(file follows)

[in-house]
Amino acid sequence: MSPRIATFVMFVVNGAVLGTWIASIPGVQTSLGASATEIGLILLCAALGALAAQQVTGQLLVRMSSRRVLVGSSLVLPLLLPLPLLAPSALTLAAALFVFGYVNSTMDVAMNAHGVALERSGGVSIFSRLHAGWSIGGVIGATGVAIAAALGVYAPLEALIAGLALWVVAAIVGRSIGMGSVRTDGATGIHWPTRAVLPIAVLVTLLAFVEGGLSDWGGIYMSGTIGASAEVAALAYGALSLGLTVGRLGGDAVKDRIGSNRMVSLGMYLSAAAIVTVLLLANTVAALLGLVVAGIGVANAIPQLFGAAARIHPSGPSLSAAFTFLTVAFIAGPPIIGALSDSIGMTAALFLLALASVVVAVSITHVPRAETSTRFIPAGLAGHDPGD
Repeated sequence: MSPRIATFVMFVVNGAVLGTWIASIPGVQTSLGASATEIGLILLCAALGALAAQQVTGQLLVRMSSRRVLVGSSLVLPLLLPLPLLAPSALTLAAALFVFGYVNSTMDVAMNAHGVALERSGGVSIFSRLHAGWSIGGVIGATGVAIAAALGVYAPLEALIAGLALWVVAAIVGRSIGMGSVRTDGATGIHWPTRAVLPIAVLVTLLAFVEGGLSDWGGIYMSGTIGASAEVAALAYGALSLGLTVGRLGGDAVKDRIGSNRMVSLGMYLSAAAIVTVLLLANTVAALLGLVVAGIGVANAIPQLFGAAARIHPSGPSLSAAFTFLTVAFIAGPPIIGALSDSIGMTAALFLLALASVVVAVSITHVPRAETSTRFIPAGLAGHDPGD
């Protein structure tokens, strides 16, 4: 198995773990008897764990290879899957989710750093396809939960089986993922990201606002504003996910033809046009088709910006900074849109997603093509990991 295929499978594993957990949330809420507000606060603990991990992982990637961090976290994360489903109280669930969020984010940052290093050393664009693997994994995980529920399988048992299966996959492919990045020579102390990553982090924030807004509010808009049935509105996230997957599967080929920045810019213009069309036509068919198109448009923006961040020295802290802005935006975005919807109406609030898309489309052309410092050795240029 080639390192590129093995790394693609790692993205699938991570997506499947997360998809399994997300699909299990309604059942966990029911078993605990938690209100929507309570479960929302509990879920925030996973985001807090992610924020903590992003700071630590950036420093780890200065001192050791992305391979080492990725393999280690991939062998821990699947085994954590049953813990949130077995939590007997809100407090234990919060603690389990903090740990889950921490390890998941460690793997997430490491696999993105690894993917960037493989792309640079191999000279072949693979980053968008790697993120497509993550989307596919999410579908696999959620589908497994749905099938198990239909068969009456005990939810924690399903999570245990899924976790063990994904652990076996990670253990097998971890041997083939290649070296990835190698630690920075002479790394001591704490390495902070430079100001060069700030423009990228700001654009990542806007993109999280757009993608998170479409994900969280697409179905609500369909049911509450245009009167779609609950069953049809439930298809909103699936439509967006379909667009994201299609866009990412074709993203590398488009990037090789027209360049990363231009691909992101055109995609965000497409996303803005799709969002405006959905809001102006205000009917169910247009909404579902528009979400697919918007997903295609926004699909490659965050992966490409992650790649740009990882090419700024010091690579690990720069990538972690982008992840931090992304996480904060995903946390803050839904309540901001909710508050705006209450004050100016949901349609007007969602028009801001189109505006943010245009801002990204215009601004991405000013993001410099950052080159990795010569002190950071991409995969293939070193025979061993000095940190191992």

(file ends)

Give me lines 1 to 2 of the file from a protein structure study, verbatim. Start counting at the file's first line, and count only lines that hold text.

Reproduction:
[in-house]
Amino acid sequence: MSPRIATFVMFVVNGAVLGTWIASIPGVQTSLGASATEIGLILLCAALGALAAQQVTGQLLVRMSSRRVLVGSSLVLPLLLPLPLLAPSALTLAAALFVFGYVNSTMDVAMNAHGVALERSGGVSIFSRLHAGWSIGGVIGATGVAIAAALGVYAPLEALIAGLALWVVAAIVGRSIGMGSVRTDGATGIHWPTRAVLPIAVLVTLLAFVEGGLSDWGGIYMSGTIGASAEVAALAYGALSLGLTVGRLGGDAVKDRIGSNRMVSLGMYLSAAAIVTVLLLANTVAALLGLVVAGIGVANAIPQLFGAAARIHPSGPSLSAAFTFLTVAFIAGPPIIGALSDSIGMTAALFLLALASVVVAVSITHVPRAETSTRFIPAGLAGHDPGD